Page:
It’s working. Dogwood Initiative and its allies are building what is already the largest nonpartisan political organizing network in British Columbia. We’re conservative and liberal, urban and rural – but we share one thing in common: we’re not going to let the federal government shove unwanted bitumen pipelines through an unwilling province.

With 68 teams on the ground, I’m proud to relay the news that the first six have hit their targets – collecting contact information from 15 per cent of supportive voters in their riding. That’s before the federal government even makes a decision on Enbridge Northern Gateway.

Let’s back up. Two weeks ago, for the first time, a few voters in B.C. got a chance to cast a ballot on the Northern Gateway proposal. The residents of Kitimat had plenty to gain from the project, but they decided the costs were too high. They sent Enbridge’s PR team packing in a surprise David-and-Goliath victory.

That night we launched, with a simple question: what would happen if the rest of us got a chance to vote? The polling suggests that in a province-wide referendum, Enbridge would lose badly. The company has alienated people from the Rockies to the coast. Yet the voters of B.C. have been given no democratic input into this crucial decision.

If the federal and provincial governments approve Enbridge’s proposal in the face of majority opposition by First Nations and B.C. voters, we have an option other provinces don’t have. We could launch a citizens’ initiative and force the B.C. government to withdraw its support. Along the way we would build an electoral army that no federal party would dare cross on this issue ever again.

It’s a clunky process that would require a huge amount of work. But we floated this idea to see if B.C. voters care enough about this issue to get organized, just in case. They practically broke the doors down.

19,230 British Columbians are on deck to support a citizens’ initiative however they are able.


4,488 canvassers so far have volunteered to collect signatures.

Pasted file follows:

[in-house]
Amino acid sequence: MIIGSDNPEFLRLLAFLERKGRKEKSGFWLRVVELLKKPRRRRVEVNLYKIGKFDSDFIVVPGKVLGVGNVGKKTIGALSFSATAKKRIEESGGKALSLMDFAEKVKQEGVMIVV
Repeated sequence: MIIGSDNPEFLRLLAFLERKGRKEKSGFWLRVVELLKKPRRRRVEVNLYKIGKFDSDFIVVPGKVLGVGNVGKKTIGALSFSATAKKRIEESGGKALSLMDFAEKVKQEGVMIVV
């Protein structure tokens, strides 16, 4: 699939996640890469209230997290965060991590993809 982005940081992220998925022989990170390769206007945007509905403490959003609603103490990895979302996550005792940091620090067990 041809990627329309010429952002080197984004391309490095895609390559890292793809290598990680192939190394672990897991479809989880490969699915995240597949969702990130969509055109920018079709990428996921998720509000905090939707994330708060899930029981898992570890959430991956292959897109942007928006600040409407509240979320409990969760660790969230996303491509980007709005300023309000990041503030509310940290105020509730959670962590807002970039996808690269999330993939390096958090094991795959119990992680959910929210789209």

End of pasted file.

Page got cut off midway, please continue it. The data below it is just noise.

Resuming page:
1,387 organizers have asked for training in their home communities. We’re scheduling workshops as fast as we can.


68 teams are already out on doorsteps in ridings across the province.

And six have already hit their targets, gathering contact info from at least 15 per cent of supportive voters in their home riding. (The Elections BC threshold for success in an initiative is 10 per cent, but better to play it safe.)

Congratulations to the team in Comox Valley, captained by Dave Mills. Congrats to Alexis White and the team in Saanich North and the Islands. Riding captain Gillian Walker and the team in Victoria-Beacon Hill. Dave Levesque and the team in Victoria-Swan Lake. And Tracey Maynard’s teams in Vancouver-West End and Vancouver-Mount Pleasant. Your work is what gets me out of bed in the morning.

Another six ridings are getting close. Organizers in Vancouver-False Creek, Vancouver-Fairview, Powell River-Sunshine Coast, Oak Bay-Gordon Head, Esquimalt-Royal Roads and North Coast are all more than three-quarters of the way to their goal (meaning they’re actually over the 10 per cent threshold).

Now, a reality check. That’s 12 ridings out of 85. There’s a huge amount of work left to do to get ready. But this is what’s called proof of concept. The ground game is growing fast. The pledge signatures are rolling in. The software is humming along. And yeah, we’re having fun.

I’d venture that we’re getting a glimpse into the future of B.C. politics. That is, groups of friends and neighbours organizing not around a party or an ideology, but an issue that cuts right to the heart of who we are as a province. It means First Nations and B.C. voters finding common ground. It means reaching out to unlikely allies and working together, in defense of our shared home.

The democratic muscles that these teams are working right now – on doorsteps and phones in Kelowna and Cranbrook and Surrey and Prince George – will be essential if we’re forced to consider a citizens’ initiative. But it’s also important to remember that these skills are what win elections.

We’re taking back our power as voters. That’s something the federal government should think about very carefully as they decide whether to force these projects through our province.